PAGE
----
Reply 6, posted (4 years 7 months 1 week 15 hours ago) and read 2269 times:

Quoting MtnWest1979 (Reply 5):
But do you include sleeping time in cockpit? jk.

It's too bad the FAA didn't go for controlled rest in the cockpit. That would have been a huge leap forward in reducing crew fatigue.


User currently offlinemcdu From United States of America, joined Apr 2005, 1466 posts, RR: 17
Reply 7, posted (4 years 7 months 1 week 6 hours ago) and read 2118 times:

Quoting dispatchguy (Reply 3):
And I can work just fine on 5 hours, as long as the QUALITY of those 5 is good...

Of course the most hazardous thing that can happen if you fell asleep at work is you fall out of your chair. If your crew is fatigued the stakes are bit higher.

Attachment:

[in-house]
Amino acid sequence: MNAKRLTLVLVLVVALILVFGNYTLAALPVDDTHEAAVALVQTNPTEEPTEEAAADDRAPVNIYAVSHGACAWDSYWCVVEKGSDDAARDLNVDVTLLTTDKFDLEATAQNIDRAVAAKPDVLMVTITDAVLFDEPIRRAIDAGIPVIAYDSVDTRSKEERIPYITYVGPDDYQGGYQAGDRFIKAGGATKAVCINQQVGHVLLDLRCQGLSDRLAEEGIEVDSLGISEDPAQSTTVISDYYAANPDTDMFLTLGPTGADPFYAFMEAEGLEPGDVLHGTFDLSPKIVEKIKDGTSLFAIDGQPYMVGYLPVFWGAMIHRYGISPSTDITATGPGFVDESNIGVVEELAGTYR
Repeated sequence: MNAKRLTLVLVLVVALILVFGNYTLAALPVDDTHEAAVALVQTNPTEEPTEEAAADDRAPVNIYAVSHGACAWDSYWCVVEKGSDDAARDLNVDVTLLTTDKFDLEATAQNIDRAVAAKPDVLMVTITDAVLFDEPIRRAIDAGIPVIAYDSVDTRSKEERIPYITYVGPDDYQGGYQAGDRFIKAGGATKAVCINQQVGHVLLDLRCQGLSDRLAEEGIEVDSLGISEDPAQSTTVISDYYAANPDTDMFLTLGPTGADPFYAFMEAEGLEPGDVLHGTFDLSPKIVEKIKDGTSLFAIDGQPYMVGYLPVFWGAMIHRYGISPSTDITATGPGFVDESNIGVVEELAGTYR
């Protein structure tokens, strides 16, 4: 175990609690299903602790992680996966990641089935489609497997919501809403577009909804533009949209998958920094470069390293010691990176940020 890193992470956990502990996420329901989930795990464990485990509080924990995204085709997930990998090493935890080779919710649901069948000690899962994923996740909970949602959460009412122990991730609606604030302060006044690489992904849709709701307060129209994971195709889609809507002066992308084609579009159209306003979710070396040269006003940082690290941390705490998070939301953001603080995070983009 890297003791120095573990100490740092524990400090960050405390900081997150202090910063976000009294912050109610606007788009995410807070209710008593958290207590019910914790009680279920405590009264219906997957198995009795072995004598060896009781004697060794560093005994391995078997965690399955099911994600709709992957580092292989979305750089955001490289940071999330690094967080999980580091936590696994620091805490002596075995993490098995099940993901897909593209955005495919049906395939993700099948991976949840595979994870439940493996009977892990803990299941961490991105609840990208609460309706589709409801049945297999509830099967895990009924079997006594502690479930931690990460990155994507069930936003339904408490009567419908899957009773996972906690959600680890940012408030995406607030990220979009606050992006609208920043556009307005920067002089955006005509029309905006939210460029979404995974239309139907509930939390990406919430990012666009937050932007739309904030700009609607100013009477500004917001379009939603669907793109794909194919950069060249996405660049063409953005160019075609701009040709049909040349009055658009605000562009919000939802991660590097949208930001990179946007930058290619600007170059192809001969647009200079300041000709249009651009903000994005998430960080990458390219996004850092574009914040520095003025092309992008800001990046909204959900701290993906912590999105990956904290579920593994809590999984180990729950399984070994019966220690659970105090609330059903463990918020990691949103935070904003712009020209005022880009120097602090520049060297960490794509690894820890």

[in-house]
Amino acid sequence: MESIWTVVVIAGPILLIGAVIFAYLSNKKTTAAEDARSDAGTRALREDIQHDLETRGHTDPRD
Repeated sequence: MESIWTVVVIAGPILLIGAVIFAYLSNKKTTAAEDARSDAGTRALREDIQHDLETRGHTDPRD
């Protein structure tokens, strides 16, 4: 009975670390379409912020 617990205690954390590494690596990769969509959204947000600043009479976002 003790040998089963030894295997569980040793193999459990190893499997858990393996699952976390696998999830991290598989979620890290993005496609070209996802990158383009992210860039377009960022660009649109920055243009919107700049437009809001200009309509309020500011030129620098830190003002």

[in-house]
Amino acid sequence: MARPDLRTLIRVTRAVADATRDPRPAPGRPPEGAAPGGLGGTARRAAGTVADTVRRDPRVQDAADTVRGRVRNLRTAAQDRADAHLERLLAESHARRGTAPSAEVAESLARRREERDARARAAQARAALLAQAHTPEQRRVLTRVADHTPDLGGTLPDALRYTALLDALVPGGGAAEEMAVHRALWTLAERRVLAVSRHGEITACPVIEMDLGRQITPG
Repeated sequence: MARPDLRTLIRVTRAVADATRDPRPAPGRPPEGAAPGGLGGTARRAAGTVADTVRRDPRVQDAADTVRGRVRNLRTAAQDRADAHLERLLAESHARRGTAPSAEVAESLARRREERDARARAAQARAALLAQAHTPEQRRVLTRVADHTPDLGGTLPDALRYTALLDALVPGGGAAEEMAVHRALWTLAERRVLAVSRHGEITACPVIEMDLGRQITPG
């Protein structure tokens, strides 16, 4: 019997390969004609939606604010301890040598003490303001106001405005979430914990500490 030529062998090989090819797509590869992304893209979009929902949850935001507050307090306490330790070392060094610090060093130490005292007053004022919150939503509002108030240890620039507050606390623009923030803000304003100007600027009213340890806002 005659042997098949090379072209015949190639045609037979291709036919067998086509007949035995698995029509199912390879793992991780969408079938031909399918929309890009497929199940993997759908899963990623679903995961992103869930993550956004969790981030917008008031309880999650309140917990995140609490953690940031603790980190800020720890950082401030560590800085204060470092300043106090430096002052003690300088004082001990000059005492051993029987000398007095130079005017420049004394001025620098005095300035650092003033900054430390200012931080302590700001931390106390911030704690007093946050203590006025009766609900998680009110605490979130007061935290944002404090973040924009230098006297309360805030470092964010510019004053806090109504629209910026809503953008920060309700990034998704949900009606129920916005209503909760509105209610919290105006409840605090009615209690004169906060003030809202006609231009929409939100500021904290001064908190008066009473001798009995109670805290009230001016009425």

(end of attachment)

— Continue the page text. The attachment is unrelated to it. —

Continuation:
User currently offlinextoler From United States of America, joined Sep 2007, 953 posts, RR: 0
Reply 8, posted (4 years 7 months 1 week 5 hours ago) and read 2081 times:

Of course the most hazardous thing that can happen if you fell asleep at work is you fall out of your chair. If your crew is fatigued the stakes are bit higher.

If you're harnessed in your seat, you won't fall out.  



EMB145 F/A, F/E, J41 F/A, F/E, because my wife clipped my wings, armchair captain
User currently offlineJFKLGANYC From United States of America, joined Jan 2004, 3475 posts, RR: 5
Reply 9, posted (4 years 7 months 1 week 5 hours ago) and read 2053 times: